CINCINNATI– With the holidays approaching, counterfeiters will be targeting consumer’s pocketbooks as they shop for gifts during the holidays. What consumers likely don’t know is purchasing knockoffs provides funding to organized criminal organizations. From October 25 to October 28, U.S. Customs and Border Protection (CBP) officers in Cincinnati seized three shipments containing 795 pieces of counterfeit designer watches and jewelry. The items were deemed to be counterfeit by CBP’s Centers of Excellence and Expertise, the agency’s trade experts, and if genuine, would have had a combined Manufacturer’s Suggested Retail Price (MSRP) of $3.16 million.
The first shipment, arriving from Hong Kong, was seized October 25. When CBP officers examined the shipment to determine the admissibility of the goods they found 379 pieces of counterfeit jewelry displaying the logos of Louis Vuitton, Chanel, Van Cleef, Tory Burch, Christian Dior, Gucci, Cartier, Rolex, Tiffany, Michael Kors, Versace, Yves St Laurent, and Hermes. The items were comingled with other items which did not bear any trademarks or copyright violations, a common tactic used by counterfeiters to evade CBP detection. The shipment was heading to a residence in Kingsland, Texas, and had the items been real, would be worth over $724,000.
The next day, CBP officers seized another parcel originating from a different Hong Kong distributor, but heading to the same address in Kingsland, Texas. Examination revealed 206 counterfeit watches bearing the trademarks of Cartier, Rolex, Versace, Coach, and Tous. The total MSRP for this shipment would have been over $2 million, had these items been real.
The final shipment was intercepted on October 28 and was also from Hong Kong. Officers inspected the shipment and found 210 pieces of counterfeit jewelry with the registered trademarks of Van Cleef and Cartier. This shipment was heading to a residence in Doral, Florida, and if genuine, would have a MSRP more than $429,000.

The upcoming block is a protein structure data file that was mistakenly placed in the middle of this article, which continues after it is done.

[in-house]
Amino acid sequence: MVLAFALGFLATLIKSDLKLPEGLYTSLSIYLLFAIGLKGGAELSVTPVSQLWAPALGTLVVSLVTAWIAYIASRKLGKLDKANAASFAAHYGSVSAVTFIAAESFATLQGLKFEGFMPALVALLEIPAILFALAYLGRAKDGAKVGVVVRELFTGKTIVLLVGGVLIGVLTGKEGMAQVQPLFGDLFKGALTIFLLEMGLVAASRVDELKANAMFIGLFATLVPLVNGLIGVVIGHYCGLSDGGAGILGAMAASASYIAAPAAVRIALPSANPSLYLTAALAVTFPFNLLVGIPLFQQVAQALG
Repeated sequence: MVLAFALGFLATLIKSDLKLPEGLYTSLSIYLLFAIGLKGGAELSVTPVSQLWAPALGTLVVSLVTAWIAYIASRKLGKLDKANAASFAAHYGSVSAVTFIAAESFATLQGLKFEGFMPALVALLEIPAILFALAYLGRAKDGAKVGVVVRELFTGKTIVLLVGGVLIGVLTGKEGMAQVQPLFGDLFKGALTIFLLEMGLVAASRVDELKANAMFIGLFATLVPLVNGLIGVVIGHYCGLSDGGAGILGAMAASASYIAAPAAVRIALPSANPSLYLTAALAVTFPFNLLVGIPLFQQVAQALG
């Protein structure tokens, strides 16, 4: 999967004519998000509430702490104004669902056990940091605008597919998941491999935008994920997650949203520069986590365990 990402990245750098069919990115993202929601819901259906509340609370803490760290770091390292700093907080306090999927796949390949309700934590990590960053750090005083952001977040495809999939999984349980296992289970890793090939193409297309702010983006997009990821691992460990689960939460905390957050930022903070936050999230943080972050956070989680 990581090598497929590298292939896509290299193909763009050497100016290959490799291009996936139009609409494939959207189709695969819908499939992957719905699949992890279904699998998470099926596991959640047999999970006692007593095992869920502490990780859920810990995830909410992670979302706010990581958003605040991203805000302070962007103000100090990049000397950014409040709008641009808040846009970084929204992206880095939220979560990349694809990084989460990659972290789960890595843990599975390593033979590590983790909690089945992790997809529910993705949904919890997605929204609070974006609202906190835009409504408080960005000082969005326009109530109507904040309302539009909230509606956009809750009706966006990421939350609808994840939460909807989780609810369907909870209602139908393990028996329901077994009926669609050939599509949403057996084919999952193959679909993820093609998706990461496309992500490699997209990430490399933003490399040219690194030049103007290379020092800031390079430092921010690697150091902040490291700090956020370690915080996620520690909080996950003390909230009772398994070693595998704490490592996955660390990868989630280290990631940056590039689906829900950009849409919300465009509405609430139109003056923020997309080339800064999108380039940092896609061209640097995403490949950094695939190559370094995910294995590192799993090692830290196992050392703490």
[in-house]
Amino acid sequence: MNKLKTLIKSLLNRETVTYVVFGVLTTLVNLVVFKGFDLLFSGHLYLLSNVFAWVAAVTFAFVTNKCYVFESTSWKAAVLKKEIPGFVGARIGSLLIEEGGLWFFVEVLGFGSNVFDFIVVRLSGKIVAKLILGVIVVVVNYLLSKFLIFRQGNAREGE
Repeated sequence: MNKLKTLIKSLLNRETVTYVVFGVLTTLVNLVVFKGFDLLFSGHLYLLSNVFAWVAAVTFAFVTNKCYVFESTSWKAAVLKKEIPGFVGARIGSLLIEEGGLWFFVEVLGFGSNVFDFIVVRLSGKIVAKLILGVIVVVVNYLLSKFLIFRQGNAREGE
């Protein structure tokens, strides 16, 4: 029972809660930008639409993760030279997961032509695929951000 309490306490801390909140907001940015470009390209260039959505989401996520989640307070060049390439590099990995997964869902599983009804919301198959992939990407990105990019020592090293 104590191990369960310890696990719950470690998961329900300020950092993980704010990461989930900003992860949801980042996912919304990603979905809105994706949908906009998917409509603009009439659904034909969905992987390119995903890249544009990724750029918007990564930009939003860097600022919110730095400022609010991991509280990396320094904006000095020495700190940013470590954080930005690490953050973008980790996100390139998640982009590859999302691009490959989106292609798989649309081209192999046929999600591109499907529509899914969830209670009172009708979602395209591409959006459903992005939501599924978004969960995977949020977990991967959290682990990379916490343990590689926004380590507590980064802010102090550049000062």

All the items in these shipments were seized forbearing counterfeit trademarks, and the seizures were referred to Homeland Security Investigations, the investigating arm of the Department of Homeland Security, for further action.
Intellectual property is an important component of the U.S. economy, and LaFonda D. Sutton-Burke, Director, Field Operations, Chicago Field Office, emphasized the necessary role CBP plays in protecting the economy as well as consumer safety and health.
“No one buys a luxury brand watch or piece of jewelry expecting it to fail or fall apart. As consumers increasingly purchase from online or third-party vendors, our officers are at the frontline to guard against defrauders expecting to make money selling fake merchandise.”
CBP data indicates handbags, wallets, apparel, footwear, watches, jewelry, and consumer electronics are at a higher risk of being counterfeited. Counterfeit versions of popular brands are regularly sold through online marketplaces and at flea markets. Not only are counterfeit goods produced in unregulated and potentially exploitative environments in foreign countries, but the profits from their sales provide a funding stream to organized crime.
Nationwide during Fiscal Year 2022, CBP seized over 24.5 million shipments with Intellectual Property Rights violations worth just shy of $3 billion, had the goods been genuine. CBP protects citizens from unsafe and substandard products by seizing merchandise infringing on trademarks and copyrights recorded with CBP through the e-Recordation program https://iprr.cbp.gov/s/. CBP has established an educational initiative to raise consumer awareness about the consequences and dangers associated with the purchase of counterfeit and pirated goods. Information about the Truth Behind Counterfeits public awareness campaign can be found at https://www.cbp.gov/FakeGoodsRealDangers.
“To cut costs and maximize profits, counterfeit products are often made of inferior materials, are manufactured under uncontrolled and unsanitary conditions, and are labeled with false product information,” said Alrick Brooks Cincinnati’s Port Director.
Counterfeit goods can often be spotted by their inferior quality. Peeling labels, low-quality ink or printing errors on the packaging, and loosely packed items in the box can be signs the product you purchased may not be legitimate. Counterfeit apparel and handbags may feature poor or uneven stitching and improperly sized or designed logos. The performance of counterfeit electronics is often marked by short battery life and regular overheating.
Consumers can take simple steps to protect themselves and their families from counterfeit goods:
- Purchase goods directly from the trademark holder or from authorized retailers.
- When shopping online, read seller reviews and check for a working U.S. phone number and an address so you can contact the seller.
- Review CBP’s E-Commerce Counterfeit Awareness Guide for Consumers.
- Remember if the price of a product seems too good to be true, it probably is.
CBP’s border security mission is led at 328 ports of entry by CBP officers from the Office of Field Operations. Please visit CBP Ports of Entry to learn more about how CBP’s Office of Field Operations secures our nation’s borders. Learn more about CBP at www.CBP.gov.